5 Frank Cowell: UB Public Economics Old models, modern themes Why a focus on these issues now? Why a focus on these issues now? Trends in within-country distribution Trends in within-country distribution Debate on globalisation Debate on globalisation  growing inequality? ...or convergence? Improved data availability Improved data availability  within-country: mainly based on individual tax records  across country: improved comparability and repeated observations Growth theory became fashionable again Growth theory became fashionable again

6 Frank Cowell: UB Public Economics Background Build on a connection with standard growth models Build on a connection with standard growth models Role of capital and labour Role of capital and labour  Can in fact be made more generally  One accumulated factor  One or more non-accumulated factors Role of factor prices Role of factor prices  focus on w and r  assume competitive markets?  will there be a PE equilibrium?

7 Frank Cowell: UB Public Economics Overview... Introduction Growth models World inequality Inequality in advanced countries Inequality and Redistribution New insights from simple neoclassical models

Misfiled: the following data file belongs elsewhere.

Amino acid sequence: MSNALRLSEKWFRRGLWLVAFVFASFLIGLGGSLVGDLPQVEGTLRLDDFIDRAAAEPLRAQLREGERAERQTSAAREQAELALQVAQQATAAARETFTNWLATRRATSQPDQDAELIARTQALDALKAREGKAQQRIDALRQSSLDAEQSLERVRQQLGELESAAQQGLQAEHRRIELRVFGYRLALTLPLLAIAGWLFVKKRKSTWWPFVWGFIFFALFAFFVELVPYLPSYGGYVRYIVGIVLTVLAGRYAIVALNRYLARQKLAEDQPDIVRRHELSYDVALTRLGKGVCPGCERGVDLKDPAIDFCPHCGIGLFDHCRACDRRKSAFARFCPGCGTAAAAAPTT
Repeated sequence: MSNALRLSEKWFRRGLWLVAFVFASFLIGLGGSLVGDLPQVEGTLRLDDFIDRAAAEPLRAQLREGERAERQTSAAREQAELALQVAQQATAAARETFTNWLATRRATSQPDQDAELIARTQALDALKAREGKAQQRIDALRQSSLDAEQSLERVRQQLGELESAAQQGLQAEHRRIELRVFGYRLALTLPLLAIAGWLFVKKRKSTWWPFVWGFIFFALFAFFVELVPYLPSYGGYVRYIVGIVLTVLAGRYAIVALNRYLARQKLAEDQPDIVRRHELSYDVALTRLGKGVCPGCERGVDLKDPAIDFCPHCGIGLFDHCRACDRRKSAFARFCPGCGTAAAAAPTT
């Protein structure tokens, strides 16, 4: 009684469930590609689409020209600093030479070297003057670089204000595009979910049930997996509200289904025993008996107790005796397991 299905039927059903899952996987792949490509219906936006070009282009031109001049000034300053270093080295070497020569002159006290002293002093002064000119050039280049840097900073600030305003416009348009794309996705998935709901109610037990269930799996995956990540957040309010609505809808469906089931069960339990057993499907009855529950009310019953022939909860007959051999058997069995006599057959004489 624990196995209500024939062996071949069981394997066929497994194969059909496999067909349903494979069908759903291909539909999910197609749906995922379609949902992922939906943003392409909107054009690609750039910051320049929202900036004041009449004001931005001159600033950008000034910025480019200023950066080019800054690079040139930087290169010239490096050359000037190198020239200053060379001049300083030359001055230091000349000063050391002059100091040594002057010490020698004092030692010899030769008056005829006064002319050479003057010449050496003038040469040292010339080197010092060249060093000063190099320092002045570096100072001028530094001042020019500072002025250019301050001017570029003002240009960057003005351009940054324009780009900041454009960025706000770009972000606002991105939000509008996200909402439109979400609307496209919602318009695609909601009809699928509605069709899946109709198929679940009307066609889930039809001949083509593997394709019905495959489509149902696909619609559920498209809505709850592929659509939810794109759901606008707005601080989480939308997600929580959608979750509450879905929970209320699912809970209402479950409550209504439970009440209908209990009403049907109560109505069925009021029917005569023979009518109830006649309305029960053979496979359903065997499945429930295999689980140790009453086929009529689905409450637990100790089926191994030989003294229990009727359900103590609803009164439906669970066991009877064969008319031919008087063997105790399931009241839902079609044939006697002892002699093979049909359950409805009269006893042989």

8 Frank Cowell: UB Public Economics An approach Stiglitz (Econometrica 1969) Stiglitz (Econometrica 1969) Based on Solow-Swan type of model Based on Solow-Swan type of model Affine (linear) savings function Affine (linear) savings function Focus on both macro and distributional issues: Focus on both macro and distributional issues:  Accumulation of capital  Distribution of wealth What does equilibrium look like? What does equilibrium look like?  Outline of model  Use modified Stiglitz notation

9 Frank Cowell: UB Public Economics Basic model: overall production Aggregate production Aggregate production Assume Inada conditions Assume Inada conditions Interest rate Interest rate Wage rate Wage rate y: output per person y: output per person k: capital per person k: capital per person